Because I try to focus on the good and positive things in life, I won't get in to the bad stuff that happened. Honestly, it will probably pop up here on this blog once I get more comfortable in this little cyber-home I've created for my thoughts, but until then, just know that 2013, in one way or another, kicked my butt. So when I packed up my things in New York and schlepped down to Chinatown to get on a 12 hour bus to Cincinnati, I could barely contain my excitement. I was so happy to be returning home to my family's open arms.
It's all the same except the girl in the hallway
where she's been and who she will ripen into
your childhood's on the other side of a sprawling divide
Take a silent breath, hold in the change
tell yourself you still live here...
I got home the day before Christmas Eve, and the Holiday Proper was fantastic. It was exactly everything I had hoped for: full of family and friends and virtually stress free. We even all got to go visit my Grandma together, something that hasn't happened in a few years due to the siblings always being in different places. It was a few days after the magic air of Christmas had settled that I started feeling a little strange. I kept thinking of the Kerrigan and Lowdermilk song "How to Return Home" and I frankly started to panic.
The personal goal I set for myself when I moved to New York in October was to finally become an adult. To blossom into the 23 year old woman that I am capable of becoming. I have always felt like a little girl. Partially because...well...it's difficult not to when only last summer people were asking me every day if the theatre I was working for found me at Lanesboro Middle School. I just look young, a fact that is a blessing when it comes to my work onstage! So yes, other people have something to do with it, but honestly up until this point in my life I have completely played into it. I took the role as the charming, fun-loving, family fixing little girl off the stage and into my real life because that's what I thought people wanted me to be. All of the time. I continued to emulate Annie, Little Mary, and Dinah Lord because in some strange, sick, corner of my brain, I truly believed that's what would make the people around me happiest.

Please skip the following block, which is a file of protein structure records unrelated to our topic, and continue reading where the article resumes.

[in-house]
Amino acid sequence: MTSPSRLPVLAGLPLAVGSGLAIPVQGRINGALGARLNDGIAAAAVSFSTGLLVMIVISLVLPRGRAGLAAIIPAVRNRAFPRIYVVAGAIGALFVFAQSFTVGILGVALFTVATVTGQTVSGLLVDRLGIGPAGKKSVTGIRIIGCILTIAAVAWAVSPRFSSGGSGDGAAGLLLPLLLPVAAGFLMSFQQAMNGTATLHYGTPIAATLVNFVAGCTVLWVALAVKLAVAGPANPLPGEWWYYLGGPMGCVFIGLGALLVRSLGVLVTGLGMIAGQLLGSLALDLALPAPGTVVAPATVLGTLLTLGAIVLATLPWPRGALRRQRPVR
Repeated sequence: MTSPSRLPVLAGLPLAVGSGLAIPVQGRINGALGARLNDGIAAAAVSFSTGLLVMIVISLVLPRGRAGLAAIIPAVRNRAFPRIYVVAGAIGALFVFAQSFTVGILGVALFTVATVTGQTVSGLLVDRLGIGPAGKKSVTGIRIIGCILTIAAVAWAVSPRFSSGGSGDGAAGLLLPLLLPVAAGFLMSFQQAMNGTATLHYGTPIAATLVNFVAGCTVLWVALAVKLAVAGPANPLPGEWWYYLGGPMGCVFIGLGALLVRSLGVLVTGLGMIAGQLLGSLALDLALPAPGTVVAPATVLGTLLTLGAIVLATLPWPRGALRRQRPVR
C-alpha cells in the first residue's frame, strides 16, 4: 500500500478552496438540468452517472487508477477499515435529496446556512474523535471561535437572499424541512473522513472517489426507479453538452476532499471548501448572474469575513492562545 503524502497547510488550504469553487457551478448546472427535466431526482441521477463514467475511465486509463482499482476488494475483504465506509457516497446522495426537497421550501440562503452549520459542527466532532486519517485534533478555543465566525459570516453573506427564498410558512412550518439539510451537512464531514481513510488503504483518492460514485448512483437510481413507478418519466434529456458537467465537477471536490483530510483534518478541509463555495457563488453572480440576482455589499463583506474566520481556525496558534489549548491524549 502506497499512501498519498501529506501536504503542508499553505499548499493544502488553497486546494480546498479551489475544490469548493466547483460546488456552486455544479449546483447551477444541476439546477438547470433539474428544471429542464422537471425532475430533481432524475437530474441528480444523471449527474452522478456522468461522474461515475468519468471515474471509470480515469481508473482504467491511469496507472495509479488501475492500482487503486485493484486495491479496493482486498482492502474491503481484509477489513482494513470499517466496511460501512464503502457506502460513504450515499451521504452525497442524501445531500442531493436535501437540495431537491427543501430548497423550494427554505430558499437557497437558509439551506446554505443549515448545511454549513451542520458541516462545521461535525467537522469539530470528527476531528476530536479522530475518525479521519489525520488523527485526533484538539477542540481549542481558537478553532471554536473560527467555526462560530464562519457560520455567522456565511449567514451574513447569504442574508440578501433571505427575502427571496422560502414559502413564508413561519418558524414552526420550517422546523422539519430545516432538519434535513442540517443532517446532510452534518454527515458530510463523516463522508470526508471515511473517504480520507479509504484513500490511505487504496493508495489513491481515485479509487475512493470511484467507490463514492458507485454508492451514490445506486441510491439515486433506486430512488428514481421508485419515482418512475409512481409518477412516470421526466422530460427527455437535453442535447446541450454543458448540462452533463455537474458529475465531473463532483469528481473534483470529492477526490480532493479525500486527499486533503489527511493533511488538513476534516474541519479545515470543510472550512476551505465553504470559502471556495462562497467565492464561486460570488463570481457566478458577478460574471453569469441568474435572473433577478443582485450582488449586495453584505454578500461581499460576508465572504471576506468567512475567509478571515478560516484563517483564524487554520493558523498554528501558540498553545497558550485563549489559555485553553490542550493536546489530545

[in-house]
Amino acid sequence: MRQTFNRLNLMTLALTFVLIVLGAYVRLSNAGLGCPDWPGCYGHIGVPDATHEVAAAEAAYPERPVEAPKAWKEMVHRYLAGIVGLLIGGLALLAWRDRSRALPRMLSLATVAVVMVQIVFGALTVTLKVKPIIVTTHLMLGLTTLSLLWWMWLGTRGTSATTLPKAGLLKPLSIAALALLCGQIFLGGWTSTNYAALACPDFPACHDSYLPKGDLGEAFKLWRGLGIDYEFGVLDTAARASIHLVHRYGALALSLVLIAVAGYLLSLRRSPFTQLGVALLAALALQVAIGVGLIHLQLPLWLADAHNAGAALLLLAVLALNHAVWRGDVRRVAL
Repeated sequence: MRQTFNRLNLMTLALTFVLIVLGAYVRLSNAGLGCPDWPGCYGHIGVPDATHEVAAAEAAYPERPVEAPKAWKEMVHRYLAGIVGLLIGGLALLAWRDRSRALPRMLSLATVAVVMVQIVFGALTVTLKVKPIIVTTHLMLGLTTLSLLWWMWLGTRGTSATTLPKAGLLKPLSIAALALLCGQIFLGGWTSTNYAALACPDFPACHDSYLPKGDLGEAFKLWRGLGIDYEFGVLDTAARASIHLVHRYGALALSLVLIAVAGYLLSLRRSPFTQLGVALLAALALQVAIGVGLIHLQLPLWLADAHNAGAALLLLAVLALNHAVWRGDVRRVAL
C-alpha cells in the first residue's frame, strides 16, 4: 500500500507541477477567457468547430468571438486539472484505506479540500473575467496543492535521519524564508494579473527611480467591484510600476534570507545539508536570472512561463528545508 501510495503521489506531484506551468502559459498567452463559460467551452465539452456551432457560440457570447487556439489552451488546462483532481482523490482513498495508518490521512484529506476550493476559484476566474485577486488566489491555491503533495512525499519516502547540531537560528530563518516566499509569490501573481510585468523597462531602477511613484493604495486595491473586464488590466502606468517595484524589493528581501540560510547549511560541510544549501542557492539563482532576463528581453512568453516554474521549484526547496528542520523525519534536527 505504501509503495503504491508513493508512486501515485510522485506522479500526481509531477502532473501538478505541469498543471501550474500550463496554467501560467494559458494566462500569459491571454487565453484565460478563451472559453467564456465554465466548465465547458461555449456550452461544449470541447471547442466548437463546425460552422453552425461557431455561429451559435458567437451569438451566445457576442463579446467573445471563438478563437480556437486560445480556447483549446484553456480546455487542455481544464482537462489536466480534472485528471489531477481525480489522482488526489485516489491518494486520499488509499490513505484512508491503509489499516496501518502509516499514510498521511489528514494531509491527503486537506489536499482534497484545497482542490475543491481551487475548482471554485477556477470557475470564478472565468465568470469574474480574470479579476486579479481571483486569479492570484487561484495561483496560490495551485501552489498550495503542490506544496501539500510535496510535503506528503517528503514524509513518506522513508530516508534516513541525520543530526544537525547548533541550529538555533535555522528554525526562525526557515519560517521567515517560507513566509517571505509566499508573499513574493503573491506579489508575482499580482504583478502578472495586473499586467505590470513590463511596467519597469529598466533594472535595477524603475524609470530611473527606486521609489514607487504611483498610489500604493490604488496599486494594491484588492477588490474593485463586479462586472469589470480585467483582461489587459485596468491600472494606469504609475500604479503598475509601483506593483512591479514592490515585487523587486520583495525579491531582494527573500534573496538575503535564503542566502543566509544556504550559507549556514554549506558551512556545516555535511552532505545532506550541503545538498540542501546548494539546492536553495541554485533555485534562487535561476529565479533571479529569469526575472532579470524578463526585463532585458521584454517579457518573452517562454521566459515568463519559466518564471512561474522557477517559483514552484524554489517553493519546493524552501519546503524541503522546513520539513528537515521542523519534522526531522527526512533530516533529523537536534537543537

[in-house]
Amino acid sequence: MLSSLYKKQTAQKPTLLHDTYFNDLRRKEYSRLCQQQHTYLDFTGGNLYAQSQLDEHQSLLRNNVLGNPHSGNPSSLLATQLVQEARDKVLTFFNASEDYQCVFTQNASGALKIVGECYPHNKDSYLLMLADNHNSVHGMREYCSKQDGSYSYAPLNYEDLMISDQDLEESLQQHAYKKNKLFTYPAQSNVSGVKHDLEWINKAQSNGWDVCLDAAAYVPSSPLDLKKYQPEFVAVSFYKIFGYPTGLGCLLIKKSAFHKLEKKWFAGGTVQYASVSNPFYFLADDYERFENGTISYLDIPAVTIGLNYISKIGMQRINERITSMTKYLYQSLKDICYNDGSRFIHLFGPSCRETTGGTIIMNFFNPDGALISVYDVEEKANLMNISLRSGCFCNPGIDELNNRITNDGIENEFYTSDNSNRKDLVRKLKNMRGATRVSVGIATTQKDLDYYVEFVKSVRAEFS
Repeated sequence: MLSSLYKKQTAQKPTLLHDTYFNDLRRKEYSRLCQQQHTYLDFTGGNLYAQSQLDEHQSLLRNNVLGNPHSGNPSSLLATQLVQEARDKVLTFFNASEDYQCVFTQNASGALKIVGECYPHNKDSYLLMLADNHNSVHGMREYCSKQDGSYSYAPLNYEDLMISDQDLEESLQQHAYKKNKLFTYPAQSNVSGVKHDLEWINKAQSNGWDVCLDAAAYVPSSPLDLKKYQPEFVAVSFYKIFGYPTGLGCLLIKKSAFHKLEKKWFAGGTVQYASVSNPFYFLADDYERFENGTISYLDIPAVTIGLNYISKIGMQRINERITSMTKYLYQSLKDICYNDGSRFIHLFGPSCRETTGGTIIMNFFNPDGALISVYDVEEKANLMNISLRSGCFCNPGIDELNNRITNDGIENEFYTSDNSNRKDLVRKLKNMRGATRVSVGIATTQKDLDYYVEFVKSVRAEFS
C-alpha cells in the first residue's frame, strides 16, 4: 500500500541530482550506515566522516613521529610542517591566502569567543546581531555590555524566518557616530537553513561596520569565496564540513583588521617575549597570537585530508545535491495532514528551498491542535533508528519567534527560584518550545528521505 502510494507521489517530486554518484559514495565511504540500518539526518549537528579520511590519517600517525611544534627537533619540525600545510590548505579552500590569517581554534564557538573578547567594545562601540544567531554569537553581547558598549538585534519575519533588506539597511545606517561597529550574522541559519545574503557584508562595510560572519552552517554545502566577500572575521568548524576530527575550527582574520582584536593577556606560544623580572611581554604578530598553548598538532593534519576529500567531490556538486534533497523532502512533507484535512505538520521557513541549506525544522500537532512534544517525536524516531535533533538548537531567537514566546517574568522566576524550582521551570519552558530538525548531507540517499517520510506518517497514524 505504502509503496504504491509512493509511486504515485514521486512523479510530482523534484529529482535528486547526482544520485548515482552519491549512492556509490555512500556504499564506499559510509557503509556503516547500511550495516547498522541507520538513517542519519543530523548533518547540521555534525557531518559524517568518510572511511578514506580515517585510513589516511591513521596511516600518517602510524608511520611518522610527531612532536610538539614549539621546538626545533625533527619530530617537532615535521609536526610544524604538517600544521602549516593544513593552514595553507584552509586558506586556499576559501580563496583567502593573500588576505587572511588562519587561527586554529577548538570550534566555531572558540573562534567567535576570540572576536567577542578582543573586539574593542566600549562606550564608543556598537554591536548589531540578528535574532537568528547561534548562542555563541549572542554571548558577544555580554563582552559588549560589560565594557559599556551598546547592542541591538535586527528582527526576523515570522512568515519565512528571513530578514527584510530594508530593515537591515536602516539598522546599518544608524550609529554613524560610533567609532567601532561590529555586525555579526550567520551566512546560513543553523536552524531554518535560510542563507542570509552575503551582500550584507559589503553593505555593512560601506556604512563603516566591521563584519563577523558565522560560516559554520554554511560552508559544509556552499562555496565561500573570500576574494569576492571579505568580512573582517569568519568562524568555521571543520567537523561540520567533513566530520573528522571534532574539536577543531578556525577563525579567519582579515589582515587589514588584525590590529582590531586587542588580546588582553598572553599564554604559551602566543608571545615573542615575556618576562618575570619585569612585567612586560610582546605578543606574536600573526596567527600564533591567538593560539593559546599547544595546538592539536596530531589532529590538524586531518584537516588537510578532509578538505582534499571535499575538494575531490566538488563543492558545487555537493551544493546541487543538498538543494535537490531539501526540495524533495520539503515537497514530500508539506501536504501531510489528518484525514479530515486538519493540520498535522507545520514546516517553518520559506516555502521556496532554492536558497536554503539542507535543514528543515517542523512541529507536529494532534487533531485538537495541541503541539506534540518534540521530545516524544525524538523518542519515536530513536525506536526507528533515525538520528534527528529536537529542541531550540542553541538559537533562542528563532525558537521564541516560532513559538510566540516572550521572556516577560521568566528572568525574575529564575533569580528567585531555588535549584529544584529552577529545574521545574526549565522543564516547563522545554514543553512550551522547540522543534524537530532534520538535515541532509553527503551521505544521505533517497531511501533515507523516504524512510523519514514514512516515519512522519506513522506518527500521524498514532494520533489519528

It seems so simple now, but realizing that is not what makes me happiest was a huge revelation, and a huge game changer. I was walking down Central Park East, on my way home from work, shivering in the city wind, when I realized that I have never been happier than when I was directing Spring Awakening my senior year of college. I was in charge, I knew exactly what I was doing, no one could tell me I was doing a bad job, and I felt like an adult. For the first time, and the last time since, I had complete and utter confidence in myself and in my work.
There's no written guidelines on how to come back
How to show up and unpack
How to show up
How to grow up
How to take a breath.
I have to grow up. We all do. I feel as if my generation is experiencing some pretty severe emotional growing pains right now being out of college and trying to navigate this terrifying "real world" we were all so excited to enter. I'm sure I'm not alone in the feeling that when I come home I put huge pressure on myself to fall back into the youngest child/little sister role. I fell back in to old habits quickly, so much so that I was given a huge reality check. Yet in that moment, I felt my family's support holding me up more than ever. And that is something that will never change, no matter how long I am away from home or how many years go by. I will always have their undying love, and will always be able to return home to a safe and welcoming environment.
Berger, out. Happy New Year, everybody!! I hope all your resolutions lead you to a happier, healthier you. Let's take this ride together!